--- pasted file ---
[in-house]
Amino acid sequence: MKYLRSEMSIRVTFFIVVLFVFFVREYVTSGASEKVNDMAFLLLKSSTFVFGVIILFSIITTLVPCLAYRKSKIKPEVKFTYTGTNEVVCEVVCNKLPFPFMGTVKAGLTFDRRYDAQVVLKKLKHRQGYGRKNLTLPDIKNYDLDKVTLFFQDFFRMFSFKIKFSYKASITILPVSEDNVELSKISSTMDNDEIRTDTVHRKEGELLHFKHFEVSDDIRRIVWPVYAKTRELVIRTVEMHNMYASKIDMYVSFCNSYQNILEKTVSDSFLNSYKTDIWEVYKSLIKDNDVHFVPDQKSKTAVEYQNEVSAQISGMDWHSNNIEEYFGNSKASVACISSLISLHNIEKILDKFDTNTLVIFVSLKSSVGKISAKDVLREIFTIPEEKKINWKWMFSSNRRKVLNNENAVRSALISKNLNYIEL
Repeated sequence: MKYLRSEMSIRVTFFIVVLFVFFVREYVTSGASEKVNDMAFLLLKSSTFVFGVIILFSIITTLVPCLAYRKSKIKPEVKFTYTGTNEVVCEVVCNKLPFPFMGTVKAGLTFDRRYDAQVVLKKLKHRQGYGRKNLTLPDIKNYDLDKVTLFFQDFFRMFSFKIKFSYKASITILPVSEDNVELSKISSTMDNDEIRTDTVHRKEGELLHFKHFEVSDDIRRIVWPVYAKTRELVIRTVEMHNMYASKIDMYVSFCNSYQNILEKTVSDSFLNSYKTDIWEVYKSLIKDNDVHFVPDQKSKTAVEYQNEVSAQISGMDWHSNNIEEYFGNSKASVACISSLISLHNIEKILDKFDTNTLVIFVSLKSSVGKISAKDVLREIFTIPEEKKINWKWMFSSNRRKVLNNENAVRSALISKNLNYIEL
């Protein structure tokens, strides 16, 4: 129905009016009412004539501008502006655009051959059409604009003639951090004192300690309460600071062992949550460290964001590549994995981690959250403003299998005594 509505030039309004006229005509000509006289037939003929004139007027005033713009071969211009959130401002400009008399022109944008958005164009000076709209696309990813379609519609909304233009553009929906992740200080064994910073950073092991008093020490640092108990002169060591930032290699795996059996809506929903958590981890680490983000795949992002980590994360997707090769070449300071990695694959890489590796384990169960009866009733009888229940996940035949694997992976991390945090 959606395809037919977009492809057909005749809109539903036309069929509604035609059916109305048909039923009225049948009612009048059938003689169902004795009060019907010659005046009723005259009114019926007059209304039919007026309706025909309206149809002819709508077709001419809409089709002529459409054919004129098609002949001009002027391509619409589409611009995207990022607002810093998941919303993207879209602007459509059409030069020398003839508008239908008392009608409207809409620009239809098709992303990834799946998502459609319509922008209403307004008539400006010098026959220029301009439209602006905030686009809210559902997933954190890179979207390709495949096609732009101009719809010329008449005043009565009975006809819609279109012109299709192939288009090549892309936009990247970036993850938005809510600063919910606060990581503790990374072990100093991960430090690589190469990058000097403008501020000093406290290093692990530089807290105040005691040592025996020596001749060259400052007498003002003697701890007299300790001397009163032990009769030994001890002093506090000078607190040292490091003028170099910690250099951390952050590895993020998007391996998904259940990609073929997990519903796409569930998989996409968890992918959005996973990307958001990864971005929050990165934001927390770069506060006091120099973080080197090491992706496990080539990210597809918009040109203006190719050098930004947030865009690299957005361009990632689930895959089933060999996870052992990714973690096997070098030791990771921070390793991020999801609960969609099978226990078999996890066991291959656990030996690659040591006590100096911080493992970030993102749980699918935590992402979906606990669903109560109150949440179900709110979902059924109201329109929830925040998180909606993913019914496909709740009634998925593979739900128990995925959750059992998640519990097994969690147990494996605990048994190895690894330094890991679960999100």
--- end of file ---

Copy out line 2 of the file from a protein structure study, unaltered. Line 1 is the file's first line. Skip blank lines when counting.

Amino acid sequence: MKYLRSEMSIRVTFFIVVLFVFFVREYVTSGASEKVNDMAFLLLKSSTFVFGVIILFSIITTLVPCLAYRKSKIKPEVKFTYTGTNEVVCEVVCNKLPFPFMGTVKAGLTFDRRYDAQVVLKKLKHRQGYGRKNLTLPDIKNYDLDKVTLFFQDFFRMFSFKIKFSYKASITILPVSEDNVELSKISSTMDNDEIRTDTVHRKEGELLHFKHFEVSDDIRRIVWPVYAKTRELVIRTVEMHNMYASKIDMYVSFCNSYQNILEKTVSDSFLNSYKTDIWEVYKSLIKDNDVHFVPDQKSKTAVEYQNEVSAQISGMDWHSNNIEEYFGNSKASVACISSLISLHNIEKILDKFDTNTLVIFVSLKSSVGKISAKDVLREIFTIPEEKKINWKWMFSSNRRKVLNNENAVRSALISKNLNYIEL